Sunday morning was bright, warm, and hazy. One could only vaguely discern the shapes of the argosy in the distance. Nevertheless, the Prez boarded his "yacht" (we wants one!!) and went up and down the lines of ships, as the sailors manned the decks and cried

Rashtrapati Ki Jai! (3)

As the Presidential column steamed past the outermost line of ships on the seaward side, a number of other ships, submarines and aircraft propagated past at high speed.

Lunch was taken at 2:00. By now, to our astonishment, all the ships had vanished. Gone without a trace.

In the evening, many peepals converged on RK Beach. This was an enthralling sight. (Normally the peepals in Vizag stay rooted to the ground and twirl their leaves in the sunlight.) Be that as it may, the lucky ones with navy issue passes (us, my precious, us!!) found ourselves sitting on the strand, more or less right next to the Presidential stage thingumabob. The sun beat down on the throng. Busybodies were going about, asking people to sit down and stay calm. A vendor was selling cucumbers, "Fresh cucumbers, cool cucumbers." OK, that really didn't happen, but we could've used a cuc. or two.

Proceedings began with the flying past of two power gliders that made a few low passes over the assemblage; the silhouettes of the pilots waving to us. Public was enraptured, and everyone craned their heads skywards and babbled, like so many pigeon chicks waiting for mama (We hate pigeons!!!!!! But this will take a whole post to explain...) Even as the gliders receded in the distance, the placid waters of the Bay of Bengal were churned into a frenzy, as a brace of Super Dvora Mk. II class fast patrol vessels strutted their stuff for drooling Vizagites. Up and down they went, zipzapzoom, tight turns, firing of flares. Very pretty.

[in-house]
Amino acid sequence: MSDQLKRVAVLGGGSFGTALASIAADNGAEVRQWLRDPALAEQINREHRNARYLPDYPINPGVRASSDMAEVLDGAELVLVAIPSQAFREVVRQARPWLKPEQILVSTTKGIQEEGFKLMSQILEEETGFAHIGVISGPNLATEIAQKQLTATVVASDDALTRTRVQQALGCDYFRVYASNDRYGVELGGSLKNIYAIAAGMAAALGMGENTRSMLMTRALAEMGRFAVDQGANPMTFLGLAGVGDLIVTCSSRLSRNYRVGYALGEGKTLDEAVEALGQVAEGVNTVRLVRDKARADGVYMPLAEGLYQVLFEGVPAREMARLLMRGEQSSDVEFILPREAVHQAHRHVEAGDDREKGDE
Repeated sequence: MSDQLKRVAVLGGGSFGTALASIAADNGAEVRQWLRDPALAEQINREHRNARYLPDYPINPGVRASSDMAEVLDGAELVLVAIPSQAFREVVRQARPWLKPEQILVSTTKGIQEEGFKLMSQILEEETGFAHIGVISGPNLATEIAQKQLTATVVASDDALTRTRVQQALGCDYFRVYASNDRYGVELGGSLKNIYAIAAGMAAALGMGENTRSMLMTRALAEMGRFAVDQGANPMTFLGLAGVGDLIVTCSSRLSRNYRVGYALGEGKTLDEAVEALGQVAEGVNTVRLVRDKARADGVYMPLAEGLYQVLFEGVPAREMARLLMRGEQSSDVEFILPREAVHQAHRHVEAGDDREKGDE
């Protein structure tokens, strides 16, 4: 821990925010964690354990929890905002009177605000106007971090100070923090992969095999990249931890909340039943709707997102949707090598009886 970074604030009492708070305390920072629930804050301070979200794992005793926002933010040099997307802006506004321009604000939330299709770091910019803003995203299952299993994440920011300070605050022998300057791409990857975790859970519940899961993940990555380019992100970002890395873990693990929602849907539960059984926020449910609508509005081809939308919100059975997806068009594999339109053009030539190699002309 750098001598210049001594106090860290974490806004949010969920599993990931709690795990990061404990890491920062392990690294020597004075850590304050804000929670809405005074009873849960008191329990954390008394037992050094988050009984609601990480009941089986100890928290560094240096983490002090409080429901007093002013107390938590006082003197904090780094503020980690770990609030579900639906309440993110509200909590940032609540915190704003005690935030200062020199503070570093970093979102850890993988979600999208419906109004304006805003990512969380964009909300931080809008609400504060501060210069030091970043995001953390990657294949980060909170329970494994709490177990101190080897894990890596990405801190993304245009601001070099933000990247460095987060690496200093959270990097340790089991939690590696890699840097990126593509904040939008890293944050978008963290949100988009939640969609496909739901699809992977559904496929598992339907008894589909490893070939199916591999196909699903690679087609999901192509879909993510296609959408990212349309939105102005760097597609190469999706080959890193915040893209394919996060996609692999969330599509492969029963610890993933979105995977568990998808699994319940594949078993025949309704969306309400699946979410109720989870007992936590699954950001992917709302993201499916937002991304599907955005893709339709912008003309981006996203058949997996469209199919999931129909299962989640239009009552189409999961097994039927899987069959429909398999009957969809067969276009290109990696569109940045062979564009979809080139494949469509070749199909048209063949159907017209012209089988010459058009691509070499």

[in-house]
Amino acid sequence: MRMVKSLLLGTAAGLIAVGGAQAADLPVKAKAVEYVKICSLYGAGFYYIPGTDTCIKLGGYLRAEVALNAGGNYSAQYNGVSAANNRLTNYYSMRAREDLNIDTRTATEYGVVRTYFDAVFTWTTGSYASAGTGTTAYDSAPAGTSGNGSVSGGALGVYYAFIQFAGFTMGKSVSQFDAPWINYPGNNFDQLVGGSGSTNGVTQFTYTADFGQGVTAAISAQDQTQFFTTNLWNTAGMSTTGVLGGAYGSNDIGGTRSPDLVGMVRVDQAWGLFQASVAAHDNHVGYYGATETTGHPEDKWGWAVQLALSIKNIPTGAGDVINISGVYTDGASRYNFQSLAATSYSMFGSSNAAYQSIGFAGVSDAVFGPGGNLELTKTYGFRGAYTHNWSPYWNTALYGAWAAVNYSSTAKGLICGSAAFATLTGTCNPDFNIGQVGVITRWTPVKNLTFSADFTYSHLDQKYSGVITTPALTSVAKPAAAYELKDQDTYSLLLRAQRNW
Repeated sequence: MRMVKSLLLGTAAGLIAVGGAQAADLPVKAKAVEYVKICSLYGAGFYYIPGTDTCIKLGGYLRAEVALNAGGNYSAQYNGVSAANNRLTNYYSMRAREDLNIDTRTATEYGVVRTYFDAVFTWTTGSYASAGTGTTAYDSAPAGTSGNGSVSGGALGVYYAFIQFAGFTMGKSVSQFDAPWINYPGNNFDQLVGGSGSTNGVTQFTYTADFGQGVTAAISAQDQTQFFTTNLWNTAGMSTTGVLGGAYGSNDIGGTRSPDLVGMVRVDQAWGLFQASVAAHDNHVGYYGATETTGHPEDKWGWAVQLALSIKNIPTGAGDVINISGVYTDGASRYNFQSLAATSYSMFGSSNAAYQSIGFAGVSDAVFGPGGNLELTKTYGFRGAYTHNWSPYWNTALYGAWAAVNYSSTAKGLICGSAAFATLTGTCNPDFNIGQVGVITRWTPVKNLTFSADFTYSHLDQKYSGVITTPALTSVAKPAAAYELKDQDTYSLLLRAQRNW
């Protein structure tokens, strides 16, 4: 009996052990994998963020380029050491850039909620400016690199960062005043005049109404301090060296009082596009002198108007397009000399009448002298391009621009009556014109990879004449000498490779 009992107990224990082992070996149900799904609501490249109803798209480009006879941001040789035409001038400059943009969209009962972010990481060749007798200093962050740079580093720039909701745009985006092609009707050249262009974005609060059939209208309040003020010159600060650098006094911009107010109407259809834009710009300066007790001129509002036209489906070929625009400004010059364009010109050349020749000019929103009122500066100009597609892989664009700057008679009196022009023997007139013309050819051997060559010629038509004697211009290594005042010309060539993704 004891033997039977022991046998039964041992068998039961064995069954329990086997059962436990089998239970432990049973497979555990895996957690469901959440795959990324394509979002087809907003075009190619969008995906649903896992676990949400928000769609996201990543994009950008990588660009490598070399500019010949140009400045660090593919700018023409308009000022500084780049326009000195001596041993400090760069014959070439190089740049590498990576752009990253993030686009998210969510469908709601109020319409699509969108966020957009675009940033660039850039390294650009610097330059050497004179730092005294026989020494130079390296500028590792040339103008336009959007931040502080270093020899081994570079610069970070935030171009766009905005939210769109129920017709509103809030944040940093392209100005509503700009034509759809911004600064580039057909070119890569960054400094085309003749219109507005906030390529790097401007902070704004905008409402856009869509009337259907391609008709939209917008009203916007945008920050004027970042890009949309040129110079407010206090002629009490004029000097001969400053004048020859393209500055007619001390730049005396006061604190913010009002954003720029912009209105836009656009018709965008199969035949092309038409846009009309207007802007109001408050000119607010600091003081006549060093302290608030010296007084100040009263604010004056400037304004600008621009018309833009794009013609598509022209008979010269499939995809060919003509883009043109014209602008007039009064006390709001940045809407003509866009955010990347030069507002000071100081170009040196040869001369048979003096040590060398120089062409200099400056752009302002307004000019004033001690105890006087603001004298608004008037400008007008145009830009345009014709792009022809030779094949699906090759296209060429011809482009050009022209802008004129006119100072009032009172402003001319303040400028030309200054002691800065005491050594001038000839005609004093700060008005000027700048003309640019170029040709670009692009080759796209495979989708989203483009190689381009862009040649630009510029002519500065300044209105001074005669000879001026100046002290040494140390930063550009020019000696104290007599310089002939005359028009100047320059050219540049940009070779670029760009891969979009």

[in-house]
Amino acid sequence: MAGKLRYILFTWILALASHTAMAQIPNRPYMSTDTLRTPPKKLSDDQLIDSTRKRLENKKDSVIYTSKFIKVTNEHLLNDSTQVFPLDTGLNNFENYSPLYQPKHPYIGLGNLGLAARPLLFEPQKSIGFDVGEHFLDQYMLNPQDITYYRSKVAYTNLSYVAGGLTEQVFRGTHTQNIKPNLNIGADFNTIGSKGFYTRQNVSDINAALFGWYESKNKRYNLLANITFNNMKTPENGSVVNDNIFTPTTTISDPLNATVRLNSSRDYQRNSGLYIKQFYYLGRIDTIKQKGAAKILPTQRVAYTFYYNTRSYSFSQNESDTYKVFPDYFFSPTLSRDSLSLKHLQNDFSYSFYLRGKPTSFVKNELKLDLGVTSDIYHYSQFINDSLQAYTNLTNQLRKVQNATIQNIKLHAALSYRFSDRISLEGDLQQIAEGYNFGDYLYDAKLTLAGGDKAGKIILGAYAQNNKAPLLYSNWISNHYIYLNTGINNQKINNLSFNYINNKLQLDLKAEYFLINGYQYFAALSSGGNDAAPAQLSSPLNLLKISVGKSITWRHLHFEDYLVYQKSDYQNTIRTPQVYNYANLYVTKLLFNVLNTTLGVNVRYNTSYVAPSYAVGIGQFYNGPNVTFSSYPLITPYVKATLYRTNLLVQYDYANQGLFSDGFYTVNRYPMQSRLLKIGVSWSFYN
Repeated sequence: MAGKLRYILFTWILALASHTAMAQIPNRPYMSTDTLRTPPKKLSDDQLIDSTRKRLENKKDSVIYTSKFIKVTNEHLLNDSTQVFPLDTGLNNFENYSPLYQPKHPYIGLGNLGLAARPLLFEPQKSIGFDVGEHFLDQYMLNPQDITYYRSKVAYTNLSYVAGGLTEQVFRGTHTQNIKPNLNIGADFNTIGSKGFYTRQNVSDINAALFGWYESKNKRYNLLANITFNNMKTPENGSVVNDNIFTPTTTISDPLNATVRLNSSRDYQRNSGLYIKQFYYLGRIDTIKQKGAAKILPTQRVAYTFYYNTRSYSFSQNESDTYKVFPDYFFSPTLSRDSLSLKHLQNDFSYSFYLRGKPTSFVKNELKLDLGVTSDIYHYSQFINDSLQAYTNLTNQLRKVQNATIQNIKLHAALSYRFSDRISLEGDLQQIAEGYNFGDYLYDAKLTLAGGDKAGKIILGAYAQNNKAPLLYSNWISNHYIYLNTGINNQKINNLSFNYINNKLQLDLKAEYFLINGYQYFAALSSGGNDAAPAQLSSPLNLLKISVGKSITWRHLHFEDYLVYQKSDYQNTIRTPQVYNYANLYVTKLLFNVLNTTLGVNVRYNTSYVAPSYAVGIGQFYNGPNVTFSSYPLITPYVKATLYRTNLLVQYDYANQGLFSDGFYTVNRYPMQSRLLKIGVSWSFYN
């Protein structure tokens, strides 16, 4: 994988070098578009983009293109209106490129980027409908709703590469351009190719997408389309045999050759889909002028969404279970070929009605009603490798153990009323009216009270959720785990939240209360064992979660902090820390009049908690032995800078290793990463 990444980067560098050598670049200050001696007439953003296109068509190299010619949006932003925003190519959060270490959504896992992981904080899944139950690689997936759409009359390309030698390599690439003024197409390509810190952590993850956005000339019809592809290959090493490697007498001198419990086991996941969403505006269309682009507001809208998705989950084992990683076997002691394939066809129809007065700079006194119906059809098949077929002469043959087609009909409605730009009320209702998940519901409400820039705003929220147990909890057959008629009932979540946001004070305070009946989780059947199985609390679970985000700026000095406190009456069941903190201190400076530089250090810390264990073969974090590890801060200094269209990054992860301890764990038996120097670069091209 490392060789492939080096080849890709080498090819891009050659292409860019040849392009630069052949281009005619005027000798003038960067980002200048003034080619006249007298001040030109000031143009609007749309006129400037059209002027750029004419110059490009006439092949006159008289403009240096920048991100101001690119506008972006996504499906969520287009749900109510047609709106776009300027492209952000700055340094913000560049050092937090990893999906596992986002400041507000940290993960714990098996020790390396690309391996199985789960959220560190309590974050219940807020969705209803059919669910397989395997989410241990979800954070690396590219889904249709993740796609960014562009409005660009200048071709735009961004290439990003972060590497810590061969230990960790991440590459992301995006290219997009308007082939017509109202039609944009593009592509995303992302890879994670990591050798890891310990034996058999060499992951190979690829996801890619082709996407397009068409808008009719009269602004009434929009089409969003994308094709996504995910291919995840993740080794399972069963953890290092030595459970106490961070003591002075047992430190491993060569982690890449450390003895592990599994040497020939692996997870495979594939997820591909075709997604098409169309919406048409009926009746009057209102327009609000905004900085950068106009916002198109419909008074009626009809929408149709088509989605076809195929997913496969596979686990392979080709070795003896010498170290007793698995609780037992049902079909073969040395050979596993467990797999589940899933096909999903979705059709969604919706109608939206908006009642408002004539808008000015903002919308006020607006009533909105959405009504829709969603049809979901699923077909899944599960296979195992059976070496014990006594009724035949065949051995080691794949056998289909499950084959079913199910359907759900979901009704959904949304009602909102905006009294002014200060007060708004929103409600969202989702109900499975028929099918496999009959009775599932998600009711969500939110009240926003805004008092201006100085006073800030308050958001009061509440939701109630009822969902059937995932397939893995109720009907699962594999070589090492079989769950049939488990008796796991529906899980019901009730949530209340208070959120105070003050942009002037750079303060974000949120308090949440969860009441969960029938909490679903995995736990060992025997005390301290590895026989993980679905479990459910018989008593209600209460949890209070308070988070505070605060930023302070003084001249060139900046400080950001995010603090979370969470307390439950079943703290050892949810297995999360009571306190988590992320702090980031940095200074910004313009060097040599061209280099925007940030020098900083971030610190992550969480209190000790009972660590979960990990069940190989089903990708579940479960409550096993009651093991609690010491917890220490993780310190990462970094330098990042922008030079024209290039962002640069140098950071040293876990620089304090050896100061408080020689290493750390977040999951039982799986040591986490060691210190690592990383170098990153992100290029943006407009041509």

While this went on, unbeknownst to us, a bunch of paratroopy chappies had jumped off a Sea King at 8000 feet and started plumetting earthward. As their chutes opened, a collective gasp went up from the pigeon chicks. The fallschirmjaeger swooped down over public and landed right in front of the Prez's podium. They were guided by some smoke bomb type thingys.

The Prez arrived, the Postmaster General presented him with a commemorative stamp, a pair of Chetaks flew past the podium carrying the Indian flag and naval ensign, Lt. Commander Rashmi Singh also dropped in (literally, mit parachute attached, merupu teega laaga in the words of the Telugu announcer) and presented Prez with a commemorative Eastern Naval Command coffee table book, and so on. Once all this hullaballoo had died down, we were free to turn our attention oceanwards, as more interesting things began to happen. Four Type 25 A Kora class guided missile corvettes steamed past in formation.